As autobiographer, Douglass sometimes portrayed himself as just out of the frame of the picture, observing, studying, accumulating all that “knowledge” that not only might free him, but also persuade his audience of the merits of the antislavery cause. Long before the age of psychology, Douglass provided a portrait of a young slave conducting psychological warfare against slavery, as that system itself conspired in every way to ensnare, and ultimately destroy him. His powers of recollection, fashioned beautifully into words, became his only available weapon. In words, Douglass always fought back not only to defeat slavery, but to make sense of its extremes and work through his pain. “Why am I a slave” is an existential question that reflects as well as anticipates many others like it in human history. Why am I poor? Why is he so rich, and she only his servant or chattel? Why am I hated for my religion, my race, my sexuality, the accident of my birth in this valley, or that side of the river, or on this side of the railroad tracks? Why am I a refugee with no home? Why do craven, empowered men control the U. S. Senate? Douglass’s story represents so many others over the ages.
Douglass wanted us to believe that as a child he gained inner strength and self-knowledge from his sufferings. With caution for his skilled literary invention, we ought not doubt most of what he claimed as an amateur child psychologist. Every student of Douglass tries to discern what in his memoirist’s voice was real and what was merely literary. Yet, the two were almost always mixed for this gifted artist.
Douglass’s world of extremes flowed from his memory in sheer description as well as in metaphors of explanation. Most of the time he kept himself squarely within the frame of his canvass. He identified “hunger” and “cold” as his primary sufferings at the Wye plantation. He spent every day “almost in a state of nudity,” wearing his “tow-linen” hanging down to his knees. He stayed on “the sunny side of the house” or in “the corner of the kitchen chimney” in winter to find warmth. At the Anthony house, the slave children, “like so many pigs,” ate corn meal “mush” out of a “large wooden tray, or trough,” laid down on the floor of the kitchen or on the ground outdoors. An oyster shell was the only substitute for a fork or spoon he had ever known until he moved to Baltimore. He slept in a closet, he tells us, and in extreme cold, he would steal a bag used for carrying corn to the mill, and with “head in and feet out,” fitfully sleep on January and February nights. There were “no beds” or “blankets” for the slave children.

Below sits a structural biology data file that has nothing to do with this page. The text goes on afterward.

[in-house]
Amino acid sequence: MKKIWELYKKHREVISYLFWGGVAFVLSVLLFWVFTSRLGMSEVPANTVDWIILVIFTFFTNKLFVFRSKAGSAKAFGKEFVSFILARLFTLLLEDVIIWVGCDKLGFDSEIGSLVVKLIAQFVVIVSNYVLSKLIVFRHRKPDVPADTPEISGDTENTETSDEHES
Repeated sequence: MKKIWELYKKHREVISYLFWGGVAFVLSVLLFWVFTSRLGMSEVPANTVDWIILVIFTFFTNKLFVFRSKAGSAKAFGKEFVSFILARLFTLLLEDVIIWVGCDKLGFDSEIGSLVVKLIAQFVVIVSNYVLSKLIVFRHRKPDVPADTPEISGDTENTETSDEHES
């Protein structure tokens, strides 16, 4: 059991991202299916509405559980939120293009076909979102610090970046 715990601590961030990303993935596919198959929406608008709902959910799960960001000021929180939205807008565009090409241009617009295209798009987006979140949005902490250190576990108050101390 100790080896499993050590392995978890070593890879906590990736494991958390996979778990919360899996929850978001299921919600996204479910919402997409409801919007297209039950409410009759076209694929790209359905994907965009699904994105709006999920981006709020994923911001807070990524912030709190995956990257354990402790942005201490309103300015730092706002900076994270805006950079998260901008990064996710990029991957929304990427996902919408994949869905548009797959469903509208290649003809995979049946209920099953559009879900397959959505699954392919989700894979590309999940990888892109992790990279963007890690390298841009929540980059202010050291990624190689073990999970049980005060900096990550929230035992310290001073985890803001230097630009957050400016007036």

We must imagine Douglass the twenty-seven year old writer, sitting at a desk in his small, crowded apartment in Lynn, Massachusetts in the winter of 1844-45, drafting his first autobiography. As he recollected these physical hardships of his childhood, his feet presumably warm enough, Douglass mingled past and present and announced his suffering and his literacy in an unforgettable metaphor: “My feet have been so cracked with the frost, that the pen with which I am writing might be laid in the gashes.” Memory is almost always a combination of retrieval and invention. The corn sack, a child’s frozen feet, and the pen of an adult writer as a kind of medicinal weapon to cure the gashes not only in his feet but in his psyche, helped Douglass explain the meaning of being a child slave, as well as the freedom he pursued as a writer and in reality.
*This post is based on David Blight’s new book, Frederick Douglass: Prophet of Freedom.